• Join over 1.2 million students every month
  • Accelerate your learning by 29%
  • Unlimited access from just £6.99 per month

helium essay

Extracts from this document...


The essentials

  • Name: magnesium
  • Symbol: Mg
  • Atomic number: 12
  • Atomic weight: 24.3050 (6)
  • CAS Registry ID: 7439-95-4
  • Group number: 2
  • Group name: Alkaline earth metal
  • Period number: 3
  • Block: s-block

The essentials

  • Name: helium
  • Symbol: He
  • Atomic number: 2
  • Atomic weight: 4.002602 (2) gr
  • CAS Registry ID: 7440-59-7
  • Group number: 18
  • Group name: Noble gas
  • Period number: 1
  • Block: p-block

Description image00.png

Here is a brief description of helium.

  • Standard state: gas at 298 K
  • Colour: colourless
  • Classification: Non-metallic
  • Availability:

Helium is one of the so-called noble gases. Helium gas is unreactive, colourless, and odourless. Helium is available in pressurised tanks.

Elemental helium is a colourless odourless monoatomic gas. Helium is the second most abundant element in the universe after hydrogen. α particles are doubly ionised helium atoms, He2+.

Helium is used in lighter than air balloons and while heavier than hydrogen, is far safer since helium does not burn. Speaking after breathing an atmosphere rich in helium results in a squeaky voice (don't try it!).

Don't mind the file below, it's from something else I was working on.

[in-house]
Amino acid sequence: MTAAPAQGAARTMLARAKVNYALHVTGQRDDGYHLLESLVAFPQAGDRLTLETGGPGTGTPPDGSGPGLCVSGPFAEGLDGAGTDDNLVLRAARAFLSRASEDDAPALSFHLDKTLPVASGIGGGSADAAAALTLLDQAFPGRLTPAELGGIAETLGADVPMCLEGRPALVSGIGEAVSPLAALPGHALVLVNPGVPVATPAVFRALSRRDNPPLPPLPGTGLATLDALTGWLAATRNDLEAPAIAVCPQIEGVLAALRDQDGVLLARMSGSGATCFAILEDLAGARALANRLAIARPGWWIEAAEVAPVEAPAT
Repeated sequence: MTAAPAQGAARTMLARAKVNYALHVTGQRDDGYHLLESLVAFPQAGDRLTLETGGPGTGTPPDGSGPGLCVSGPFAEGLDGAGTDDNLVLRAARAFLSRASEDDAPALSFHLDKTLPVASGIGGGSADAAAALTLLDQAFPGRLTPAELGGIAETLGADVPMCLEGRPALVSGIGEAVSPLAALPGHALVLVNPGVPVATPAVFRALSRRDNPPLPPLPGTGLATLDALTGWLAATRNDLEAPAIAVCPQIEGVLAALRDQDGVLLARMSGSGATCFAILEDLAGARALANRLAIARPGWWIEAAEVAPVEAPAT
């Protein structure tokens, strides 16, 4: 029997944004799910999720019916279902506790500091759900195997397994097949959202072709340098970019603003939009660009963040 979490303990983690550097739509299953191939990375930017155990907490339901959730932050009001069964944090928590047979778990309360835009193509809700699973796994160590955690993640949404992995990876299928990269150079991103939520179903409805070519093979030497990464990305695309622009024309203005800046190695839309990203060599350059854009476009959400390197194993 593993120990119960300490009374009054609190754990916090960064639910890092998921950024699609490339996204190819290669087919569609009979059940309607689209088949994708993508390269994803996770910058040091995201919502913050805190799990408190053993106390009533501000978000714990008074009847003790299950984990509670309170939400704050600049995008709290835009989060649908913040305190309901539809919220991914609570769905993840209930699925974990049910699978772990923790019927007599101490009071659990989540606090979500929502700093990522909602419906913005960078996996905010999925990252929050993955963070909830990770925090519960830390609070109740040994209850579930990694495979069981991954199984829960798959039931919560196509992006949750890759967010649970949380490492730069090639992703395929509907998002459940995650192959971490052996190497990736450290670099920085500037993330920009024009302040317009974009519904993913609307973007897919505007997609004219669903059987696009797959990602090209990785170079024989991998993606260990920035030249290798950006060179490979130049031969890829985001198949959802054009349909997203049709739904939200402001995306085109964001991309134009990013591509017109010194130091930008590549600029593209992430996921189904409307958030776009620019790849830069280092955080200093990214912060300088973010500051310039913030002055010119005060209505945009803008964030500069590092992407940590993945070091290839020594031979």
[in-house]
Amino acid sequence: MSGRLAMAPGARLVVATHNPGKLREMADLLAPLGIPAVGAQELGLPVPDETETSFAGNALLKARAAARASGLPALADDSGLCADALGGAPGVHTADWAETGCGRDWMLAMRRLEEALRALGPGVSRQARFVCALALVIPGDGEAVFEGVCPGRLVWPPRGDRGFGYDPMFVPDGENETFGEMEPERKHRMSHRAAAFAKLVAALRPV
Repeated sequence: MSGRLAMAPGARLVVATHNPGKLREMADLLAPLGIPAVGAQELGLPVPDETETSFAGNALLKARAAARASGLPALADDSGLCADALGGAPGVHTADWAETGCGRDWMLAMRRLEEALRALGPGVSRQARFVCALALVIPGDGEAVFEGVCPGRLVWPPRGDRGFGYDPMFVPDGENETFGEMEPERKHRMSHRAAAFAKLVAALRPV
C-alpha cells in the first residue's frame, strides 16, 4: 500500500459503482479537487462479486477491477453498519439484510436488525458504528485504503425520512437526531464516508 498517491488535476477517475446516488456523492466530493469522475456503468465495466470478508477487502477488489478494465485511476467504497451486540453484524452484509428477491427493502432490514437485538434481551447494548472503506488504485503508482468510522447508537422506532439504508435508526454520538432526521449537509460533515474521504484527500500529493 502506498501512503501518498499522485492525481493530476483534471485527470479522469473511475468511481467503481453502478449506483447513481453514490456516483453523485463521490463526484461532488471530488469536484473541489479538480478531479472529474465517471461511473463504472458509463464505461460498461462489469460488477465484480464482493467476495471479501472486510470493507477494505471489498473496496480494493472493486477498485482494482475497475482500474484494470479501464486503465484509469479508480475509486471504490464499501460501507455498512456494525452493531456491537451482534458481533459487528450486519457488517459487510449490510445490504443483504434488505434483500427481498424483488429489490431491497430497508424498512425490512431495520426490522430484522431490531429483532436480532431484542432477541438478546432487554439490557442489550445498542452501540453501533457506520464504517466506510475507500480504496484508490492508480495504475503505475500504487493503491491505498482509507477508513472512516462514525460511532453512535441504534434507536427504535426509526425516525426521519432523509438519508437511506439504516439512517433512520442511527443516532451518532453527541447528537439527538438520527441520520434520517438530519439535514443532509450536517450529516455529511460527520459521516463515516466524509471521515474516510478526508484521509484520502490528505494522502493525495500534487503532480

Here is a brief summary of the isolation of helium.

There is very little helium on earth as nearly all present during and immediately after the earth's formation has long since been lost as it is so light. Just about all the helium remaining on the planet is the result of radioactive decay.

...read more.


What's in a name?

For the Greek god of the sun, Helius.

Say what?

Helium is pronounced as HEE-lee-em.

History and Uses:

Helium, the second most abundant element in the universe, was discovered on the sun before it was found on the earth. Pierre-Jules-César Janssen, a French astronomer, noticed a yellow line in the sun's spectrum while studying a total solar eclipse in 1868. Sir Norman Lockyer, an English astronomer, realized that this line, with a wavelength of 587.49 nanometers, could not be produced by any element known at the time. It was hypothesized that a new element on the sun was responsible for this mysterious yellow emission. This unknown element was named helium by Lockyer.